The Congressional Research Service (CRS) has finally released a report on Bitcoin.  From my days as a Congressional Intern I know first hand just how influential these reports can be.  Overall, the report is incredibly well-researched, and exactly what I was expecting from the CRS’s Bitcoin report.

Unfortunately, as is always the case in research presented to Congress, analysis of existing laws that might effect the subject matter at hand: Bitcoin.  One particular piece of prior legislation that was mentioned is the Stamp Payments Act of 1862.  The law specifically says:

“Whoever makes, issues, circulates, or pays out any note, check, memorandum, token, or other obligation for a less sum than $1, intended to circulate as money or to be received or issued in lieu of lawful money of the United States, shall be fined under this title or imprisoned not more than six months, or both.”

Without getting into the in-feasibility of government enforcement of this law or any law for Bitcoin, I want to start by noting the historical circumstances that led to this Stamp Payments Act of 1862, and by extension the Legal Tender Act of 1862.

During the Civil War, United States currency (which had then-accurate amounts of silver per coin) became worth more than their government-denominated value due to rising prices of precious metals caused by the prolonged war.  Very simply, this caused a short supply of “loose change”, or metal coins of denomination under $1.  Most readers will appreciate that $1 was worth a whole lot more back in the 19th century, and most individual purchases would almost certainly fall under that total.  As a result, companies started issuing their own paper loose change to replace coins. For instance:

Extremely rare paper nickel issued by not the United States government
Extremely rare paper nickel issued by not the United States government

Copying the process, the United States government started issuing their own “postage currency” and simultaneously outlawed companies from producing the same notes.  During these years, the first fiat tender that the United States ever issued was circulating for 33-85 cents on the dollar when compared to the gold dollar in a great example of Gresham’s Law.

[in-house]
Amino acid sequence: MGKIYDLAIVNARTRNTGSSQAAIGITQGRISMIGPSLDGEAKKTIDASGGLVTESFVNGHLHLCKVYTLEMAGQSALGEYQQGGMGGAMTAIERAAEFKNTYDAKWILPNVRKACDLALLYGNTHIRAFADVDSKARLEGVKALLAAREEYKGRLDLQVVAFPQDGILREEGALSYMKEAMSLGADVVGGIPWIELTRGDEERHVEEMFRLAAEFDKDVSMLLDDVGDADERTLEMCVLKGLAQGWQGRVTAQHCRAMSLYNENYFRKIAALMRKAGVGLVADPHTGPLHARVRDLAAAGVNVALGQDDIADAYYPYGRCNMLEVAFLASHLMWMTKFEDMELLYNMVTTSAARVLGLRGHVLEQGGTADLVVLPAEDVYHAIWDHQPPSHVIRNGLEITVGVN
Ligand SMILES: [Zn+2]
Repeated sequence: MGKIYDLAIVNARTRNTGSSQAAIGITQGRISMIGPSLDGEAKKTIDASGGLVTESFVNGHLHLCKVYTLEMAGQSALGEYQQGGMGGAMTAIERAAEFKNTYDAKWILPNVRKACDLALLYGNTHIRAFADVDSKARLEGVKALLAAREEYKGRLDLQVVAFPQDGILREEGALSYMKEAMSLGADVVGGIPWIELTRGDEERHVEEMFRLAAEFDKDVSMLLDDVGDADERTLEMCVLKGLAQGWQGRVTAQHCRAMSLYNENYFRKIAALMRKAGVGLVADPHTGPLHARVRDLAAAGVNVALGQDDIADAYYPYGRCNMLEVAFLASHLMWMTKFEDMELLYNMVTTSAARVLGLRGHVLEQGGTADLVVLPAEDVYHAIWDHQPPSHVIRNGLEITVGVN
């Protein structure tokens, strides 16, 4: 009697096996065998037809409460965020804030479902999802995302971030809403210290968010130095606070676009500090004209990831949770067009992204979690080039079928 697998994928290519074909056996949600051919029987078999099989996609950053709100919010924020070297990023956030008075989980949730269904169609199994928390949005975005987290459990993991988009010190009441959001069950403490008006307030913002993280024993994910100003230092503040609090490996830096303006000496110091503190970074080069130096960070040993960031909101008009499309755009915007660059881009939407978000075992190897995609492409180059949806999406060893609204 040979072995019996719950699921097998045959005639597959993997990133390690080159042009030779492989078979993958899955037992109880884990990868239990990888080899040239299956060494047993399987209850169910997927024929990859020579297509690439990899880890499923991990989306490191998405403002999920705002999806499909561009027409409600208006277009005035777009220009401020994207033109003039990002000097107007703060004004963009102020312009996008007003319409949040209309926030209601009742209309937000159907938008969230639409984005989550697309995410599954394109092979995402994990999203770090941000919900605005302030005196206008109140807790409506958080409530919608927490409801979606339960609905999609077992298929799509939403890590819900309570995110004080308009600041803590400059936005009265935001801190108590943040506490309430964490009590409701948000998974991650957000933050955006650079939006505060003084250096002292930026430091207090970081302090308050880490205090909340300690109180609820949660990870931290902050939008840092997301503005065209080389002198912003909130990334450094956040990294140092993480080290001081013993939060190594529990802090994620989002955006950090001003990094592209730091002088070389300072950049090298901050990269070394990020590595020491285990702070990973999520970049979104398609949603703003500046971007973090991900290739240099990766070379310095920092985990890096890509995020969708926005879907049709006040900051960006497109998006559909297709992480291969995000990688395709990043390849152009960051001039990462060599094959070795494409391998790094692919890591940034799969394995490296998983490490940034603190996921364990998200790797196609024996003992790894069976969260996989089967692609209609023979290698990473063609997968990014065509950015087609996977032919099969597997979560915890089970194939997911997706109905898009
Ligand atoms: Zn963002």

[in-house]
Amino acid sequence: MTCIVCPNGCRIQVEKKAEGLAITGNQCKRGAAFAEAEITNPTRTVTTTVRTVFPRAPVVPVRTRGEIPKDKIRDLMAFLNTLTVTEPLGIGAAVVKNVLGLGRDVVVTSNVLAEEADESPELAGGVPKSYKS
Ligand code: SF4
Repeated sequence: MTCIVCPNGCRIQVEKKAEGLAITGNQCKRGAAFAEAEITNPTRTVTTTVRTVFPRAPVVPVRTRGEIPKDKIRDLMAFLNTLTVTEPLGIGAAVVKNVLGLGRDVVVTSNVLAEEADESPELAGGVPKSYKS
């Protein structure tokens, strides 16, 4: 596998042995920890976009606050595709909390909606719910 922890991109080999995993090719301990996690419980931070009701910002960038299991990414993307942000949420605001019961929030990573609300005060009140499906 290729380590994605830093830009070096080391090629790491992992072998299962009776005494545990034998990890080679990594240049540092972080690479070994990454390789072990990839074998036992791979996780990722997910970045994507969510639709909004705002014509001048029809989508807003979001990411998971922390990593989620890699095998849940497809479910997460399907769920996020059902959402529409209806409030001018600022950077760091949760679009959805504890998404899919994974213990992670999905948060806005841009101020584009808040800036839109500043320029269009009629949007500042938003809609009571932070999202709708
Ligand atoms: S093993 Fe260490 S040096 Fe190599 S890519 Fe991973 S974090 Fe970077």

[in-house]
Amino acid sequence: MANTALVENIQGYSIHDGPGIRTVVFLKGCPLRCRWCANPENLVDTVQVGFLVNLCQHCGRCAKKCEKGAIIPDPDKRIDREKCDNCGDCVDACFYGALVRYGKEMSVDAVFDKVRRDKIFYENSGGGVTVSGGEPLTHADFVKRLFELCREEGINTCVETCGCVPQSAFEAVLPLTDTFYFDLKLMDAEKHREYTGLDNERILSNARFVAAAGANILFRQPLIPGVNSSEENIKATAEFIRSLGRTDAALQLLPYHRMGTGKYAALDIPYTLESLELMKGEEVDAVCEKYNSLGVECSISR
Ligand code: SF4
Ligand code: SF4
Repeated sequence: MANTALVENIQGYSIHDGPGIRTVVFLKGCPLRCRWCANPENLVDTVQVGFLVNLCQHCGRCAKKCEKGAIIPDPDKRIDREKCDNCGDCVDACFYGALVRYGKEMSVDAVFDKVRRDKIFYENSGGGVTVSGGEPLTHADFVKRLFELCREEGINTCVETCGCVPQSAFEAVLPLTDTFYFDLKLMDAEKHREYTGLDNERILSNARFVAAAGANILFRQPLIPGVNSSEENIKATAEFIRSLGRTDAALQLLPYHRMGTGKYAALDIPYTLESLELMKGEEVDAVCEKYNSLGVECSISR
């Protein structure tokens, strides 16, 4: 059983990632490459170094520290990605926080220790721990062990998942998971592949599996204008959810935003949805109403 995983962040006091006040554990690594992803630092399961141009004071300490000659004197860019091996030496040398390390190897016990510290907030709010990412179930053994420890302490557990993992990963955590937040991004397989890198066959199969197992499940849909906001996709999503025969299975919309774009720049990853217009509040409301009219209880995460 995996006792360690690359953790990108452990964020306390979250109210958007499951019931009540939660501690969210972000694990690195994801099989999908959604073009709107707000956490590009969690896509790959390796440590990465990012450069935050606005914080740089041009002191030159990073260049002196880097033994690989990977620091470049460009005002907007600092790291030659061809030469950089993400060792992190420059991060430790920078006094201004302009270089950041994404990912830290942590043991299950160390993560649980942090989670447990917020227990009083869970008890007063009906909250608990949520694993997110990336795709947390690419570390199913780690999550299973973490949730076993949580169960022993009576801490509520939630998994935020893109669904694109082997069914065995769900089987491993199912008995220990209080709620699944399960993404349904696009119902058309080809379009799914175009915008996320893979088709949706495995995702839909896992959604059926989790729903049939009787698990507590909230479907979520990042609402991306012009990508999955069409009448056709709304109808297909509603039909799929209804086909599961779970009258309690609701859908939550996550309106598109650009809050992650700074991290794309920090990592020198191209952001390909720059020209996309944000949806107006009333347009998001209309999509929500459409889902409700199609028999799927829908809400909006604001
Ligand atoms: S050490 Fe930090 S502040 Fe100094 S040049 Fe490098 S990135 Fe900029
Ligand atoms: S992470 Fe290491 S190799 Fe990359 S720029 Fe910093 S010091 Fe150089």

While many historians blame the economically destabilizing inflation of precious metals during the Civil War on the actual Civil War, the circumstances that led to silver being overpriced relative to gold and the dollar was none other than the California Gold Rush of the 1850s.  The influx of gold was a shock to the supposedly fixed supply of the precious commodity, much akin to what happened in the Old World once the Spanish started bringing Gold from the New World back.  That influx of gold had economic ramifications that spread through time and space to cause the Opium Wars in China.

While many point to Gold’s superiority to Bitcoin due to its historical status as a true store of value due to resilience to supply shocks, I have just pointed out two major incidences where Gold’s supply has proven fallible and carnage has followed.  Bitcoin will never suffer from such native supply shocks, thus is the power of a mathematically secured money. (Some might argue that large whales beaching on exchanges constitutes a “supply shock”).

The Stamp Payments Act doesn’t effect Paypal payments of under $1.00, and it won’t effect Bitcoin, no matter what the United States government tries to do with it.

As Darrell Duffie, a Finance Professor at Stanford University, told Robert McMillan of Wired Magazine:

“A lot depends on whether the government becomes anxious to move against Bitcoin,” he says. “Whether this is the most appropriate statute under which to control Bitcoin, I’m not so confident.”

The Stamp Payments Act was directly targeted at centralized currency issuers attempting to supplant United States monetary authority.  For instance, common sense tells us that there are “denominations” of gold that are worth less than $1; to further the example, there will always be naming conventions for Bitcoin that are worth over $1, just as there will always been naming conventions/denominations for Bitcoin that are worth under $1.

By the time 1 Satoshi is worth $1 USD, it is incredibly likely that the Bitcoin protocol (version sideways 8) will have added more divisibility to Bitcoin.  For more discussion on naming conventions of Bitcoin units, check out this article featuring a poll to name 0.0001 BTC.


The Stamp Payments Act is from an era so far removed from the current fiat regime, enforcing it for anything let alone Bitcoin would be an arduous task.  The only reason I write this is to hopefully open the eyes of newcomers frightened by archaic United States laws and sensationalist non-Bitcoin media about Bitcoin.